Nonprofits: To Which Group Do You Belong – The 5% Having Successful Strategies or the 70% Who Do Not?
By: Eugene Fram
According to a recent Deloitte report, two Harvard Professors issued a recent study* that highlighted the above statistics, also showing the remaining 25% having “middling success.”
I recently attended a presentation by Cynthia Montgomery, also a Harvard strategy professor. Following are some major strategy guidelines she presented, with examples mainly relating to the business community, and how I see them applying to nonprofit and trustee boards.
Board focus should be to lead strategy developmentt.
Evidence prevails that for-profit and nonprofit directors too often become intrigued with operations rather than policy-strategy development. Simply,there are the more interesting aspects to overview with operations. But in the final analysis, the tool of a leader is strategy development. This is a particular difficult problem for human service organizations where operating details and impacts of helping people are more interesting. In contrast , strategy development often involves hypothesizing about the future and reviewing cold data estimates to support the hypothesis.
Who would miss our organization if we were gone?
This question needs to be asked continually as service markets change, to make certain that the nonprofit’s clientele needs are synchronized with the organization’s mission. The question also helps the organization to define what it should be doing. Currently, for example, those offering, counseling therapy can see the needs for their services declining as drug therapies expand. The March of Dimes, years ago, made the mission move successfully and gradually, when polios vaccines were introduced. In summary a board member, asking this question can help the nonprofit provide strategic clarity for a current clientele group and lead to a better understanding of potentials for future clienteles.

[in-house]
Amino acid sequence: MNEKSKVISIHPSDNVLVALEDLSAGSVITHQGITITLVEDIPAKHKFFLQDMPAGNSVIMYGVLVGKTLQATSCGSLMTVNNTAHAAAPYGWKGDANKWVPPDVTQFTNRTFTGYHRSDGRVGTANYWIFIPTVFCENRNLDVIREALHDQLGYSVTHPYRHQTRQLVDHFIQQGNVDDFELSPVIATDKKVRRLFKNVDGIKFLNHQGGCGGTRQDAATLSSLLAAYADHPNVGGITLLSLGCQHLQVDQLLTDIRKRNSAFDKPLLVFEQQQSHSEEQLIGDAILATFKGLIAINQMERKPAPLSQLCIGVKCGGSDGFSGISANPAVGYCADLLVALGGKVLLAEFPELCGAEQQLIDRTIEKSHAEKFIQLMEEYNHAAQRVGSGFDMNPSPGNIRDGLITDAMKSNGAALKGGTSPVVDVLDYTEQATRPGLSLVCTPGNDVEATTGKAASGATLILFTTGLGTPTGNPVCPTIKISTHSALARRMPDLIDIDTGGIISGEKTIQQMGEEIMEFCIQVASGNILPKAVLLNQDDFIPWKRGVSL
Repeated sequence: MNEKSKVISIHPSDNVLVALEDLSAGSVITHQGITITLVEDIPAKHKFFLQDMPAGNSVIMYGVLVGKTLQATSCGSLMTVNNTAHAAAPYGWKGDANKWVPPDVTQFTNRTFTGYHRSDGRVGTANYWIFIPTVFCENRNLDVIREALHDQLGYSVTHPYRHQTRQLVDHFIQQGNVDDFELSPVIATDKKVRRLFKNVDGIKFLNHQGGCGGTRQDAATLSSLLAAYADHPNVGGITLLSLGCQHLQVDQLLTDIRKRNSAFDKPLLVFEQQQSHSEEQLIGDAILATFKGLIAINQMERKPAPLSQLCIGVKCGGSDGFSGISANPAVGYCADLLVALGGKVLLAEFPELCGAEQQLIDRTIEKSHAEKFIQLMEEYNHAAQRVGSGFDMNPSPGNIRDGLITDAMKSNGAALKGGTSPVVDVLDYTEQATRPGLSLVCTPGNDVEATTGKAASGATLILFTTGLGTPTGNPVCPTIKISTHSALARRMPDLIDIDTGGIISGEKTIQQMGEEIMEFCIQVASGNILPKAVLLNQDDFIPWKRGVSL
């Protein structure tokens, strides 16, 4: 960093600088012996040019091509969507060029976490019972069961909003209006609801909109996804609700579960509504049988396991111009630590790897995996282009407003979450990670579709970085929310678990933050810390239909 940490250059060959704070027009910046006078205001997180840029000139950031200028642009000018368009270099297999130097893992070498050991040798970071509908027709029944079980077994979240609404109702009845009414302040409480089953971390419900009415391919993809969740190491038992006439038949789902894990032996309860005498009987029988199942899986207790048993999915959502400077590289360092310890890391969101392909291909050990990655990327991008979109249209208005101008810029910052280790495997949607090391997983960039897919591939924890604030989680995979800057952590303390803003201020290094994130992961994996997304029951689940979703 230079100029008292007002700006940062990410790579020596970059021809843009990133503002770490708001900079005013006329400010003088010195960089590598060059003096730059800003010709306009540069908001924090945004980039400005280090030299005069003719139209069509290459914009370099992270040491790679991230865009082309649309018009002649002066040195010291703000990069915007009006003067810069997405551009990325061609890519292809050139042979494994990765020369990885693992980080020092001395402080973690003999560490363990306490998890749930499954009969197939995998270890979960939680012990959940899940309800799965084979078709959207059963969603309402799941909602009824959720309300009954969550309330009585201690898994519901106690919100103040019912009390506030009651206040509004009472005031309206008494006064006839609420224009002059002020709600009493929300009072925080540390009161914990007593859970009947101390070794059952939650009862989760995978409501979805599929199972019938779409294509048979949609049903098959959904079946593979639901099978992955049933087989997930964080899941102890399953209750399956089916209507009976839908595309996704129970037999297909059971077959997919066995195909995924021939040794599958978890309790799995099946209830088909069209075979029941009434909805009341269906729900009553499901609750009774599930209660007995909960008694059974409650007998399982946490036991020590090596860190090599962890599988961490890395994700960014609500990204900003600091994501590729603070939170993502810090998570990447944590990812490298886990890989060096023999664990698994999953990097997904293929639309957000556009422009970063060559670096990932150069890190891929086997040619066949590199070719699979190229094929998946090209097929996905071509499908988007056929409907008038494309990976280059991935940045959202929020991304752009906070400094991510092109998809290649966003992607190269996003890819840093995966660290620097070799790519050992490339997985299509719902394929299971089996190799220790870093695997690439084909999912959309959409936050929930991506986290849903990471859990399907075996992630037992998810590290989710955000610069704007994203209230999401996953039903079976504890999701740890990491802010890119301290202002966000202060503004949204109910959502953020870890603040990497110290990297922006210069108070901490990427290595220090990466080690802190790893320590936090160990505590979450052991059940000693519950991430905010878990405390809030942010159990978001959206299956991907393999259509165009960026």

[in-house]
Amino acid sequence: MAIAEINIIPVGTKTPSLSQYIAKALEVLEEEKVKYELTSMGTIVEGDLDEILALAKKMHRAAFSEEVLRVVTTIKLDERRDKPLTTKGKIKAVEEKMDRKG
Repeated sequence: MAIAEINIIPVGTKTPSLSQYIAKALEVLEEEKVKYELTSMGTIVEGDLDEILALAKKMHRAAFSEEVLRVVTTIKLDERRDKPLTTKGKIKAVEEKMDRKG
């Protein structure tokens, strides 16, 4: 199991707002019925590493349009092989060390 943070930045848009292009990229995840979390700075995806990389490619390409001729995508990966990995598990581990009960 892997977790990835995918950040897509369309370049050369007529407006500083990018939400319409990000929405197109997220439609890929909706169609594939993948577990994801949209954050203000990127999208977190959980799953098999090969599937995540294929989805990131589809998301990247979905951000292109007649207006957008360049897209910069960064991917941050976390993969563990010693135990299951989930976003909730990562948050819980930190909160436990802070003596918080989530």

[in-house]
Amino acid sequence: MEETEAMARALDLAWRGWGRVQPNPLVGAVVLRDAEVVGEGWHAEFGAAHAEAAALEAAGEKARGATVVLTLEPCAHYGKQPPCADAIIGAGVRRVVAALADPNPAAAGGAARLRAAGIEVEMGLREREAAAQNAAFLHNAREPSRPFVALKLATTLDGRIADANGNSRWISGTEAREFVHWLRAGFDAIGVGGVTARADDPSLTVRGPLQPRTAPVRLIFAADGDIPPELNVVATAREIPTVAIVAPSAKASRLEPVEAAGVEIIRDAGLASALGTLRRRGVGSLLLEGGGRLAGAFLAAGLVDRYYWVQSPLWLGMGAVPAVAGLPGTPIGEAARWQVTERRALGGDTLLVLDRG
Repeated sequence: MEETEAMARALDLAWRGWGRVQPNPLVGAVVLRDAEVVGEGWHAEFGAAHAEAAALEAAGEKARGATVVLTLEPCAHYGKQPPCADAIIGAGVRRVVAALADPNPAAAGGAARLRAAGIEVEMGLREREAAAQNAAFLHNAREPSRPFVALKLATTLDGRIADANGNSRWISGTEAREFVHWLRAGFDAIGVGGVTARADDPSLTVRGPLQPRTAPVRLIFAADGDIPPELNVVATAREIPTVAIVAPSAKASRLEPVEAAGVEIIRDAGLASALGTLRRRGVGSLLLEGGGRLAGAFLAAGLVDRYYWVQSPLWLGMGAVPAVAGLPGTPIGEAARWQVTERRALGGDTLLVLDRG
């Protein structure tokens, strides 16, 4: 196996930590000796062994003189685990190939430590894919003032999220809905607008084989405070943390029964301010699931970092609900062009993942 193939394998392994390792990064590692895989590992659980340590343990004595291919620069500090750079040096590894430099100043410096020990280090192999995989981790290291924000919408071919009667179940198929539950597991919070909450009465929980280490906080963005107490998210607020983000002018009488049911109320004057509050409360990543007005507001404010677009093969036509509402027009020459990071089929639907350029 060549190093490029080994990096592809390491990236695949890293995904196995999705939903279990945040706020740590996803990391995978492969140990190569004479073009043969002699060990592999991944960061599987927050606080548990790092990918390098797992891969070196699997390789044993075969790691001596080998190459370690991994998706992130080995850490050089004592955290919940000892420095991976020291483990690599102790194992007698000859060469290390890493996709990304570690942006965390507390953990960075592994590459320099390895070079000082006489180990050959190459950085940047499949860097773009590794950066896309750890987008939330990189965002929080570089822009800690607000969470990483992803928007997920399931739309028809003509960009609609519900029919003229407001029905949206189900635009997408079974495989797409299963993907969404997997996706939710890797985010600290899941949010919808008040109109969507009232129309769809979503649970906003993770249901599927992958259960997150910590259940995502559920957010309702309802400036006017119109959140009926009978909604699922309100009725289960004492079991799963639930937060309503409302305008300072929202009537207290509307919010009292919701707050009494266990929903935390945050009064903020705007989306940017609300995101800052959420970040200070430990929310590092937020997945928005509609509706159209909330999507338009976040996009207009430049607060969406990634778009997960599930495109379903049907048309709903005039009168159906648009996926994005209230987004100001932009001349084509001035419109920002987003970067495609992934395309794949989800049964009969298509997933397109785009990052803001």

Strategy development will occur only if leaders want it.
A strategic program will not usually evolve from the bottom up, especially in the nonprofit environment. It must evolve from the leaders in the organization – the board, senior managers who have visionary personalities. It must become a system of values, which then becomes part of the nonprofit’s DNA. In these nonprofit organizations, it is not the traditional one or a two-day retreat (usually on a weekend, where goals are established, shelved, not examined again until the next year) on which successful strategic plan are developed. The process must be a dynamic engine that is referenced daily or weekly focusing on the clientele that the organization is serving or will be soon trying to serve.
Strategy programs are most successful when the nonprofit’s mission is tied to its economic purpose.
While this may sound like leading the nonprofit to a profit making status, Professor Montgomery provided an example from her consulting experience with a hospital. A hospital’s mission was to save lives. However, the statement did not did not present an economic purpose. What was needed was an understanding that to compete with other hospital facilities, it had to save lives in an efficient and effective manner, or it would not be sustainable as a life saving institution.
According to Professor Montgomery, effective and efficient strategy development and execution bring clarity to what the organization is attempting to do. Thoughtful strategic plans allow both business and nonprofit groups to accomplish their missions and to be sustainable.
Do it well and a nonprofit can be in the top 5%?
*Deloitte Development, LLC (2012) Improving board effectiveness: Oversight of strategy, November, p.2.